Decision on power station scheduled for 24 March

Case officer recommends approval

The government’s plans for a gas-fired power station are set to be approved eight months after the presentation of an application to the Malta Environment and Planning Authority – which took place in July of last year – and three months after the Environment Impact Assessment was issued for public consultation.

The Planning Directorate is calling on the Malta Environmental and Planning Authority board to approve the project, as it is considered to be in line with the National Energy Policy goals of switching generation to natural gas and to combat energy poverty.

Three MEPA board members will not be able to participate in the meeting. While Paul Apap Bologna will not participate due to his shareholding in the Electro Gas consortium, marine biologist Victor Axiaq and archaeologist Timothy Gambin are excluded because of their engagement as consultants in the preparation of the EIA.

Case officer Michelle Piccinino is recommending the approval of the application which includes a 30-metre high, 285-metre long and 44-metre wide storage vessel known as a Floating Storage Unit anchored to an eight-metre high jetty platform.

It also includes three new 75-metre high and three 30-metre high chimneys.

Gas tankers will supply the FSU eight to 12 times a year. According to the report, the Transport Authority has concluded that there is sufficient room within the port for these operations.

The report fails to point the exact distance between the gas storage vessel and the existing power station, but states that it will be located at “the farthest possible distance from the plant”.

Offshore relocation excluded

The report reveals that the option of locating both the regasification plant and the storage vessel 12 km offshore was discarded because the mooring of this vessel outside Marsaxlokk Bay would represent an obstacle to shipping. It also warns that severe sea situations outside Marsaxlokk Bay would reduce the ability of the vessel to receive fuel from supply carriers and thus threaten the stability of supply.

A FSU at Hofra Z-Zghira, 1 km away from shore, was also considered, but the report refers to the high traffic of vessels in this area.

While excluding the offshore location favoured by 91% of Marsaxlokk residents interviewed in the social impact assessment, the case officer claims that this option is not being completely set aside. The report claims that technological developments could make the offshore option a viable one in the future.

It also claims that the government still actively pursuing the possibility of having a gas pipeline link to mainland.  In such cases, the FSU can be shipped away to make way for the long-term solution.

OHSA report identifies “safe” zone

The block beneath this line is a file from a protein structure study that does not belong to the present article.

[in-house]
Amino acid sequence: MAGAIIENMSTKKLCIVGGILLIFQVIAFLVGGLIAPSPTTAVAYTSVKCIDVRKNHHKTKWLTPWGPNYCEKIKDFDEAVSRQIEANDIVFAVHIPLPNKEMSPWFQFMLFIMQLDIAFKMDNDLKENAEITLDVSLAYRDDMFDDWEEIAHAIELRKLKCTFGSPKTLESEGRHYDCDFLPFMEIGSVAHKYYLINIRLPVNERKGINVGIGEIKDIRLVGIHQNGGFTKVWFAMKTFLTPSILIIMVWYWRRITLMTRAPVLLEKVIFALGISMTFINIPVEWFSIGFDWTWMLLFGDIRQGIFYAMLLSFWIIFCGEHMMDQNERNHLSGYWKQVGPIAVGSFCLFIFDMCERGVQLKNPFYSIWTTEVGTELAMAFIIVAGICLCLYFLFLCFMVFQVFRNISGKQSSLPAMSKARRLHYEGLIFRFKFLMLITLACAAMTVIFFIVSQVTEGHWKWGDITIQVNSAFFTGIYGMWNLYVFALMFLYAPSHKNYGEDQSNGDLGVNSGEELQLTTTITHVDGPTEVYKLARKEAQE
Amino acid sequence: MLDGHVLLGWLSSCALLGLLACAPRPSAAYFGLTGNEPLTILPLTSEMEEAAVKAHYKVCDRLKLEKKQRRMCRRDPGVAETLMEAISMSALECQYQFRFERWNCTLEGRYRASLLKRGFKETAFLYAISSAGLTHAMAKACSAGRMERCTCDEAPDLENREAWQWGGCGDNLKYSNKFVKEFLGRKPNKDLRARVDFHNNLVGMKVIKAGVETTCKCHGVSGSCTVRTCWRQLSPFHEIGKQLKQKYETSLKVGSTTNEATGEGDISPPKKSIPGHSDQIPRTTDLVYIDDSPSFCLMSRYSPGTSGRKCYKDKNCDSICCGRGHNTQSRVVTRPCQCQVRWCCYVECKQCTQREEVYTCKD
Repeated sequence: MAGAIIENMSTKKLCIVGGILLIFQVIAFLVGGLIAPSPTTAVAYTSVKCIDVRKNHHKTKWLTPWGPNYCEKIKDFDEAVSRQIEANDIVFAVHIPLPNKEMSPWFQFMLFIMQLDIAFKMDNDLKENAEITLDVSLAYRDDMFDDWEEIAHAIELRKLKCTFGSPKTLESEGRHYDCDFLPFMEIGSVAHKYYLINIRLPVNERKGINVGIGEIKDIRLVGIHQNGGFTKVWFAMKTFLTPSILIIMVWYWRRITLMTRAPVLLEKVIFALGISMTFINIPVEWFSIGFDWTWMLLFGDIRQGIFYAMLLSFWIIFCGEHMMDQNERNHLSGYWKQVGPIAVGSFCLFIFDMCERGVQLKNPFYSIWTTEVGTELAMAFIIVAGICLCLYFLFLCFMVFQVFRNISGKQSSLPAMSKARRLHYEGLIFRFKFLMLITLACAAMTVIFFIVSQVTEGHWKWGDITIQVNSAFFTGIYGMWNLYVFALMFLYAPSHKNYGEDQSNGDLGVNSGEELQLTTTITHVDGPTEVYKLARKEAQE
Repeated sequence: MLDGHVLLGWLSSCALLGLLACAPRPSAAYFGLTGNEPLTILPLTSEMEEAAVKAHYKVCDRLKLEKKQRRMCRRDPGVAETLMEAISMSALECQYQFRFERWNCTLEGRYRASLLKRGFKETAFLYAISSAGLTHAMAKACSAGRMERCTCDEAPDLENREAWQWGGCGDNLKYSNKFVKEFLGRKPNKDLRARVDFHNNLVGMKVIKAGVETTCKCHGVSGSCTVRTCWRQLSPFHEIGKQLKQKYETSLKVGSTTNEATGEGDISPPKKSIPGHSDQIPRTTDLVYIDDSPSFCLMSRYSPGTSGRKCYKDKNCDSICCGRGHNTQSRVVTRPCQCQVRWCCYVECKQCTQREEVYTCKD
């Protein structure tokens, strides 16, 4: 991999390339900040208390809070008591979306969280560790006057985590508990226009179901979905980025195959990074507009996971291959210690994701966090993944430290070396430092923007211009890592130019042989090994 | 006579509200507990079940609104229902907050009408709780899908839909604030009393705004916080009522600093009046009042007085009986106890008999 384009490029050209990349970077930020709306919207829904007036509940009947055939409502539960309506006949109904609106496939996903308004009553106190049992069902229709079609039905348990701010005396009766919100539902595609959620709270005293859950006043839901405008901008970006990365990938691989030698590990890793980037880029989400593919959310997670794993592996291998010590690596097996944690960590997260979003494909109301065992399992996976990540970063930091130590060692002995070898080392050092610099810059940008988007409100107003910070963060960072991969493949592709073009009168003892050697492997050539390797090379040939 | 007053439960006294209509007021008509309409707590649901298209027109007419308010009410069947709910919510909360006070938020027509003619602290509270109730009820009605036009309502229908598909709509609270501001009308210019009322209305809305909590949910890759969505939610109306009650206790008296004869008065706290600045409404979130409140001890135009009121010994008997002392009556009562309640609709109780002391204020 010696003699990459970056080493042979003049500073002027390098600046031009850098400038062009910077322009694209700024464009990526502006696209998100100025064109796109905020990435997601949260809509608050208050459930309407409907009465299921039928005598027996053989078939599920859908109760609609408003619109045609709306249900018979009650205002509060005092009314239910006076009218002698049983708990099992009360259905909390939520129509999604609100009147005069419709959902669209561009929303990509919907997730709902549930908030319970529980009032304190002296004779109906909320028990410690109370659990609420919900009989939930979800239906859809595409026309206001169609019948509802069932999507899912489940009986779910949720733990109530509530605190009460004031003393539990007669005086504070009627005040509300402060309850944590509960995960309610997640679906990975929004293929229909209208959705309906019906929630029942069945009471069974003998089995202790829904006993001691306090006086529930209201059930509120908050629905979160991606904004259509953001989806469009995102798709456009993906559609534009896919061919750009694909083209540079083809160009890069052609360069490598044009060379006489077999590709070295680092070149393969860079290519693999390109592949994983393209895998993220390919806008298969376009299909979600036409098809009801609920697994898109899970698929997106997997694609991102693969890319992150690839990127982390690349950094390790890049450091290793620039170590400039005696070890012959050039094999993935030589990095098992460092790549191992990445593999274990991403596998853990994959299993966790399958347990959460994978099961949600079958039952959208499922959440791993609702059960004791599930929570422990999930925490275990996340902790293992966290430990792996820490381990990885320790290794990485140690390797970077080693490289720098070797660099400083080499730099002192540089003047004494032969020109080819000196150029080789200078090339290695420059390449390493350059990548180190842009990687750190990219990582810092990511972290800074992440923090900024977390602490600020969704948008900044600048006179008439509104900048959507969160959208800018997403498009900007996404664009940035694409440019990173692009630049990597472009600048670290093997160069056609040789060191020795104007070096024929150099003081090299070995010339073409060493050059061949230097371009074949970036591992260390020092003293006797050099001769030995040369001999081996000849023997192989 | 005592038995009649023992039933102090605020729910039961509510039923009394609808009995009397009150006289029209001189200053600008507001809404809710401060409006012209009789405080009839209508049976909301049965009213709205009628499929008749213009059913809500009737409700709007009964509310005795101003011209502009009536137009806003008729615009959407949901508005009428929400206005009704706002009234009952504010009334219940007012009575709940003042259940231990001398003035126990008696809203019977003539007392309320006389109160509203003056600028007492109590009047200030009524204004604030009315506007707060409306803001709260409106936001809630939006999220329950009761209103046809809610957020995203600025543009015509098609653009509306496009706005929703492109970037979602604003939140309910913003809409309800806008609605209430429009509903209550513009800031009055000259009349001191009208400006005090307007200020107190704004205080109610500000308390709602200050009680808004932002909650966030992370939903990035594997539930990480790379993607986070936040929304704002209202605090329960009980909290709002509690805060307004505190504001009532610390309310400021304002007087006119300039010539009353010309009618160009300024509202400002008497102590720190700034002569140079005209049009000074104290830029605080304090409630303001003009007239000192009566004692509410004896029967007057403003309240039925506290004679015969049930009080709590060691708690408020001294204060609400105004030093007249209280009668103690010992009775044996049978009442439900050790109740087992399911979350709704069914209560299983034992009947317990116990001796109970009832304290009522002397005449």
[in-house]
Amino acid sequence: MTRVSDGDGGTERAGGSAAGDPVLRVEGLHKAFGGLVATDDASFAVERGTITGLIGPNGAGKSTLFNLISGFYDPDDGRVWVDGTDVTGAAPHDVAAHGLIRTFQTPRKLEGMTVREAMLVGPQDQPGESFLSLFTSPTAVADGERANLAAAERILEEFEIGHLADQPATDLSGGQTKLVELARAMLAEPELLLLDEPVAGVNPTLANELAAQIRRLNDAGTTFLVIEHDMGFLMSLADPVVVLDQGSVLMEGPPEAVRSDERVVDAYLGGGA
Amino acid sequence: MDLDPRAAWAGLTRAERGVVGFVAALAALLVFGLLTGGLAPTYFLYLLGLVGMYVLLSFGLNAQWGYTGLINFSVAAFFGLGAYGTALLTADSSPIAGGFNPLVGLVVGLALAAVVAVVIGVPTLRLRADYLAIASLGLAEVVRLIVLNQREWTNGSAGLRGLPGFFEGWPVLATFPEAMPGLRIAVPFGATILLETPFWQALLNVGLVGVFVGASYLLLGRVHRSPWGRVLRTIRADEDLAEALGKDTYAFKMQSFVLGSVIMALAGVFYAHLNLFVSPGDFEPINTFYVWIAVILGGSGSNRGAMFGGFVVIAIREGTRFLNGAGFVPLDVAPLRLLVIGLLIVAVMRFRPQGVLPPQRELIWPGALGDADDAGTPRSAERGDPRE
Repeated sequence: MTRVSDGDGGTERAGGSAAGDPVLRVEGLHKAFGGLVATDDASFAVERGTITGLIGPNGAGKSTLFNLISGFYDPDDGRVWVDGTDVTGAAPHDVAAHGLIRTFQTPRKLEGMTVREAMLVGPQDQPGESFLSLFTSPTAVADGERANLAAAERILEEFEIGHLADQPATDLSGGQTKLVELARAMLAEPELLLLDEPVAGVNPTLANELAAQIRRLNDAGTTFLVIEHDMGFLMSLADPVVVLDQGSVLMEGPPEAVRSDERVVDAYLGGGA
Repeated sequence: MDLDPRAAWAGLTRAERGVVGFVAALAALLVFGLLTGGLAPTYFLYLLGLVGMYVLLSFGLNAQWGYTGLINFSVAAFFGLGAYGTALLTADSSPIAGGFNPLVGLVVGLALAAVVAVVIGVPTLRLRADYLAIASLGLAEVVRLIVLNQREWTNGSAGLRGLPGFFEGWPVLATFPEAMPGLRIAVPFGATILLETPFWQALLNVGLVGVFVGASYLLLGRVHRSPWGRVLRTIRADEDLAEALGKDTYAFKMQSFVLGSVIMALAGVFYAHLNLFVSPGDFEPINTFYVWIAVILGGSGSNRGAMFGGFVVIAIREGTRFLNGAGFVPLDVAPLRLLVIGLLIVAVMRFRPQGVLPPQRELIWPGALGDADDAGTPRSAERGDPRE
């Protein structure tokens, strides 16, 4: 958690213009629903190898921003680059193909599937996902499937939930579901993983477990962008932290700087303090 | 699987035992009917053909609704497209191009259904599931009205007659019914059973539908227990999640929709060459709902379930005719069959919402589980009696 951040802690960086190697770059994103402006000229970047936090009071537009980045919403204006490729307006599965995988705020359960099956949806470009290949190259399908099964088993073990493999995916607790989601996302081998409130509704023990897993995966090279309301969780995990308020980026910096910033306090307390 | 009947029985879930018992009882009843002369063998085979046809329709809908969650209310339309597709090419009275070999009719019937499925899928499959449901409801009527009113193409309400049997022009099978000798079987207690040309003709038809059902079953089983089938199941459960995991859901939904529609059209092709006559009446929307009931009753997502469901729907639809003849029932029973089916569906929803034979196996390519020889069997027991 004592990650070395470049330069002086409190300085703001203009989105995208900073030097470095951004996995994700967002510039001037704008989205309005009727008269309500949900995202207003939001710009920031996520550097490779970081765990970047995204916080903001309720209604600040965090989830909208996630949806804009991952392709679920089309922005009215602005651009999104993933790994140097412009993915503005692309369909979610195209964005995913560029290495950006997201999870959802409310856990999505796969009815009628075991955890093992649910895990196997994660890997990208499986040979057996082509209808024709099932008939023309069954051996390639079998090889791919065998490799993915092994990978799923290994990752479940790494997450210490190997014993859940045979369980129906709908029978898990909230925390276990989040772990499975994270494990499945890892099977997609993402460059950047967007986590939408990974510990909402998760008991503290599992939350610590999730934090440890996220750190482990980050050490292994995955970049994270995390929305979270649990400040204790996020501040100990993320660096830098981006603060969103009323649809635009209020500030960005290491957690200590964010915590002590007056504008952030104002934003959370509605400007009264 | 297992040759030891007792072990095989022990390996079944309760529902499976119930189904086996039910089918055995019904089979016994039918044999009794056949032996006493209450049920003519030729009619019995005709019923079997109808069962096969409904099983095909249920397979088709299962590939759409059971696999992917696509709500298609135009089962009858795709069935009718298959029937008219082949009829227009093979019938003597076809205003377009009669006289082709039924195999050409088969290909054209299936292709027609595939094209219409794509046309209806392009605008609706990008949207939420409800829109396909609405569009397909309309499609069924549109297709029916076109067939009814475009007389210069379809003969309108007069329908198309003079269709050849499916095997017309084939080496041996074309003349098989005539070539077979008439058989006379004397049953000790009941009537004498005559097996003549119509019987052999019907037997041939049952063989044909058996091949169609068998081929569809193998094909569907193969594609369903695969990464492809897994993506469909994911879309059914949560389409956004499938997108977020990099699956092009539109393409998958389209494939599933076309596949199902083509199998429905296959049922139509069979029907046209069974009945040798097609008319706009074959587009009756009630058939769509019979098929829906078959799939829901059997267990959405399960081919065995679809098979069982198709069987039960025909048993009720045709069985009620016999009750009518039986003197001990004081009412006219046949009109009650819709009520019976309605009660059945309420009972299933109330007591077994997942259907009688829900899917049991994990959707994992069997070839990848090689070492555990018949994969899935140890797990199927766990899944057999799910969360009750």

The case officer report refers to the conclusions of a report by Dr George Papadakis, commissioned by the Occupational Health and Safety Authority, which identifies three zones where the development of the energy facilities will not pose a danger to neighbouring residences and other developments.

The risk of an accident in first zone can occur between once in 100,000 years and once every 200,000 years. In another zone the risk of an accident occurring is between once in 200,000 years and once in a million years. Beyond the contours of this zone the risk falls to less than once in a million years.

But the same report advices against locating hospitals, homes for elderly and dense development within the contours of these three zones.

On the other hand, the OHSA report advises against the development of energy facilities in an area where an accident is likely to occur once in every 10,000 years or more.

The report assessed the risks associated with the worst-case scenarios of pool fires, flash fires and vapour cloud explosions.

Visual intrusion

The case officer acknowledges the visual intrusion resulting from the presence of the FSU unit but notes that this development can be reversed if the vessel is shipped away. 

The Environmental Protection Directorate described the impact is significant and difficult to eliminate.

The EPD’s report also states that since any future proposals to relocate the gas storage vessel further offshore were not included in current plans, new studies will be required.

The removal of the highest chimney resulting from the decommissioning of the oldest power station on site is considered as an improvement.

I don't want this tanker at M'xlokk; it is unsightly and if it explodes, the petrol tanks(in the middle of the B'Zebbuga village!!!) will also explode and so will the gas tanks (safe!!) next to the southern flank of B'zebbuga! So I'll rather have high electricity bills as voted 'bil-qalb' by Gonzi, and live the rest of my life in poverty,deprivation and squalor! Halluna nghixu please!
Yahoo! Let us move forward and leave all the electricity pain'made at Pieta' behind.
I still haven't understood why unloading and storing the gas at the oiltanking facilities in the freeport (just inside the outer pier) wouldn't be safer and less damaging to the environment - both ecologically and aesthetically.
Ma tantx nifhem fl-inginerija, imma nitfa sens komun ghandi.Kieku it-tankijiet tal-gas jitpoggew fil-qiegh tal-Bahar u jitghattew bil-konkrete biex jintrabtu mal-qiegh, l-incidenza ta' disastru tispicca ghax ikun hemm il-bahar x' jitfi n-nar li jista' jiehu u ikun bhal cushen ghal kull spluzzjoni.